Initially wanting to enter the field of medicine, Lieutenant-Colonel (LTC) David Kan found his calling in the Navy to lead his crew on the ship to fulfil the critical mission of safeguarding Singapore’s security and defending our way of life.
Did you originally plan on having a career in the MINDEF/SAF?
I’ve always wanted to make a difference to people’s lives, and as a triple science student in JC (back when this subject combination was possible), I thought I would study medicine. What changed my mind and encouraged me to join the Singapore Navy instead was during my Basic Military Training, when I saw how naval officers carried out daily operations that safeguard the everyday lives of Singaporeans. They also served and interacted with their ship crew in a very personal and family-based manner. I realised that joining the Navy was also a great opportunity to make a difference in the lives of the crew under my charge.
Tell us more about your current role, day-to-day responsibilities and challenges.
As the Commanding Officer of a Littoral Mission Vessel (LMV), RSS Justice, my role is to lead a team of sailors to carry out maritime patrols where we defend Singapore’s sovereignty and safeguard our way of life against acts of terror. We train consistently and hard to make sure the team is competent in handling any threats and in the process build our familial spirit. We also participate in foreign multilateral exercises to enhance diplomacy.
My challenge lies in the evolving nature of today’s security environment. There is a broad range of threats, from sea robberies and piracy to terrorism and unwanted intrusions.
How has a career in MINDEF/SAF changed your life and/or thinking?
A career in MINDEF/SAF has taught me that if we want a safe and secure home for our loved ones, we need to be the ones to make it happen. It has also strengthened my leadership skills and the ability to connect and relate to people.
How is the MINDF/SAF career a rewarding one?
This is a consistently challenging career that makes you step outside your comfort zone. However, with the right support and attributes, you can overcome and excel, and that gives me an immense sense of fulfilment.
How have you impacted lives as an SAF officer?
It’s not something that most Singaporeans think about, but the maritime domain contributes significantly to the economic success and energy security of our nation. By keeping our shipping lanes safe and open, we make sure that Singapore remains economically viable, and that our daily amenities and supply chains remain intact.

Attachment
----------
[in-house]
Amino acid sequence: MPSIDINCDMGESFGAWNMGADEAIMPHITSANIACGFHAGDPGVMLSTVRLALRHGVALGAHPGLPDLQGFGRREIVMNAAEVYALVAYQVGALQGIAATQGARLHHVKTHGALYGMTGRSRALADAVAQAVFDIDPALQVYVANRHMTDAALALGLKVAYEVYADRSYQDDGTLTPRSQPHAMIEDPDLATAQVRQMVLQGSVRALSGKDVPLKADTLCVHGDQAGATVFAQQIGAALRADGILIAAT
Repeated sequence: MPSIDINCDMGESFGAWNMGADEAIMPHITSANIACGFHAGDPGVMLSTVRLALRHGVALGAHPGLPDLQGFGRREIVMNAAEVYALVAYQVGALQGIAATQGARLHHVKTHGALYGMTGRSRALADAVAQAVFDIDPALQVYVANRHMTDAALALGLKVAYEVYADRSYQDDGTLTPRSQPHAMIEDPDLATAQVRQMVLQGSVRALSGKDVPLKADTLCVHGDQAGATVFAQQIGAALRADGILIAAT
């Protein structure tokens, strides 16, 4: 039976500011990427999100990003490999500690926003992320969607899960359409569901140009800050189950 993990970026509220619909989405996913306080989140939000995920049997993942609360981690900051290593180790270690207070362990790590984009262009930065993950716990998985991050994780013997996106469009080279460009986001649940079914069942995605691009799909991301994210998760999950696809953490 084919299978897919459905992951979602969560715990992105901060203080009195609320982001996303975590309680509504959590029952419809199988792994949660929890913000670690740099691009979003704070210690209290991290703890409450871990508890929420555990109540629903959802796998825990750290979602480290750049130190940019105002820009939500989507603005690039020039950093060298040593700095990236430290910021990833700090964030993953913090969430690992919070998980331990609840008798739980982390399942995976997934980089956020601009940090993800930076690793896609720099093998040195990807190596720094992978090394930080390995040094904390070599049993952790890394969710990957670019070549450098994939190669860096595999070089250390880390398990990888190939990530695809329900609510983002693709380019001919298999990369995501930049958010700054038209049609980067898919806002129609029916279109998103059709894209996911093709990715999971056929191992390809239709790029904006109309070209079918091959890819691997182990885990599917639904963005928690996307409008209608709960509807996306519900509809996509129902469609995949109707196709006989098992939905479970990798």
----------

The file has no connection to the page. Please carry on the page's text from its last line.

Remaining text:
To my crew, I believe in developing them not just professionally but also helping them excel in other aspects of their lives such as their family, education, and physical health.
What is the most memorable moment in your career?
The most memorable moment was sailing out on National Day in 2021 – this was in the midst of the COVID-19 pandemic when Singapore was contemplating if a parade should be conducted. My ship was not part of the display segment of the maritime sail past; instead, we were behind the scenes ensuring that nothing gets by while all eyes were on National Day Parade. Our loved ones can sleep safe, and our country can prosper because we keep watch.
What keeps you motivated at work?
I am most motivated when I come to work with a group of team members who are always seeking to learn and improve and training hard, and trying out new ways to do things better and more effectively.
What makes a good, effective leader?
One who can connect with the team and adjust his leadership style to keep the team committed, united, and clear on a goal to strive towards.
What do you aim to achieve as an SAF officer for the Nation?
Given the rapidly evolving threat landscape where challenges can come in nebulous and unexpected forms, we need to develop teams that are nimble and able to adapt to various situations and to stay ahead and emerge on top. This is my key role as a leader in the SAF.
What have you learnt from your MINDEF/SAF career?
I’ve learnt that people will give their best for a noble cause as long as it is not tainted by selfish reasons or ineffective management. If we have a worthy cause, and lead our people well, it is possible to attain outcomes beyond what we initially imagined.
What’s your advice to aspiring scholars who wish to embark on a military career?
To embark on a military career, you must be able to work well with people. This is because the backbone of the SAF is its people. You must also appreciate a career that constantly exposes you to a wide range of appointments and responsibilities to develop a versatile suite of skills.
Lieutenant Colonel (LTC) DAVID KAN
Commanding Officer RSS Justice, Republic of Singapore Navy
Recipient of The SAF Scholarship, 2007
Bachelor of Engineering in Mechanical Engineering, University of Cambridge
Master of Engineering in Mechanical Engineering, University of Cambridge